CRISPR/Cas9-based editing to treat recessive dystrophic epidermolysis bullosaOngoing
|Project lead||Prof. Alain Hovnanian|
|Organisation||INSERM UMR1163, Institut Imagine|
|Partner organizations & collaborators||Département de Génétique, Hôpital Necker-Enfants malades, Paris|
|Project budget||EUR 132,600.00 + EUR 77,000.00 extension|
|Start date / Duration||01. Sep 2018 / 40 months|
|Funder(s) / Co-Funder(s)||DEBRA Austria, MSAP/EBEP Recommended, DEBRA France|
|Research area||Molecular therapy, Cellular therapy|
Publications related to the projectsEmerging drugs for the treatment of epidermolysis bullosa
Short lay summary
The purpose of this pre-clinical research project is to investigate the therapeutic potential of gene editing to correct two frequent mutations in the gene that codes for the protein type VII collagen. Its primary goal is to set the stage for future therapeutic approaches that would ultimately restore adherence between epidermis and dermis in RDEB patients. To achieve this objective, researchers will develop two strategies in parallel. One will focus on correcting RDEB keratinocytes and fibroblasts directly isolated from patients. The second strategy involves the generation of induced pluripotent stem cells (iPSCs) from patients’ fibroblasts. In these experiments, the plan is to reprogram biopsied adult fibroblasts to become undifferentiated cells with the capacity to give rise to a diversity of cell types of interest. This step might help yield a higher correction efficiency, according to previous work. Once genetically corrected, iPSCs will be re-routed to become skin keratinocytes, fibroblasts and MSCs. Skin made out of functionally corrected cells will be then grown in culture dishes and grafted on mice. In parallel, gene-corrected fibroblasts will be locally injected into the dermis to treat grafted skin.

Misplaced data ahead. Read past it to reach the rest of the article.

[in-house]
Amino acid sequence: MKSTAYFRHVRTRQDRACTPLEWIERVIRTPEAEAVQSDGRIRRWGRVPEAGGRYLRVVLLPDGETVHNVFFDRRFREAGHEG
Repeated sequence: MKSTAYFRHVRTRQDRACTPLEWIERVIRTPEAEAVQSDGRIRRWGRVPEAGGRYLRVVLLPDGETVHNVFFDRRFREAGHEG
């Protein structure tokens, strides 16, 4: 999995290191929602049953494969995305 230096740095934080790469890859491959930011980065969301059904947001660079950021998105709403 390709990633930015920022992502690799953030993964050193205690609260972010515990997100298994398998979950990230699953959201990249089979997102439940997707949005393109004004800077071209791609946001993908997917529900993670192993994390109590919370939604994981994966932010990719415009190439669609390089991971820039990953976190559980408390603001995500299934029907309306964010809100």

This research program aims at investigating the therapeutic potential of CRISPR/Cas9-mediated HDR to correct recurrent COL7A1 mutations (c.425A>G; p.Lys142Arg and c.6508C>T; p.Gln2170* in exon 3 and 80 respectively) in RDEB patient’s primary and IPSCs-derived keratinocytes, fibroblasts and MSCs respectively. Gene-edited RDEB cells will be used to demonstrate that restored type VII collagen is functional by grafting either gene-edited skin equivalents onto nude mice or by performing intradermal injections of primary or IPSCs-derived fibroblasts or MSCs into nude mice grafted with RDEB skin equivalents. The most efficient strategy will orientate future therapeutic choices towards clinical application.
This project novelty is manifold primarily because the targeted mutations are frequent in RDEB patients of European ancestry. Secondly, their correction will take place in a diversity of cell types, including adult primary fibroblasts and keratinocytes as well as iPSC. Additionally, alternative modes of delivery of the genetic material will be considered. Based on these two assets, this project has the potential to accelerate the clinical translation of gene-editing strategies for the treatment of RDEB patients.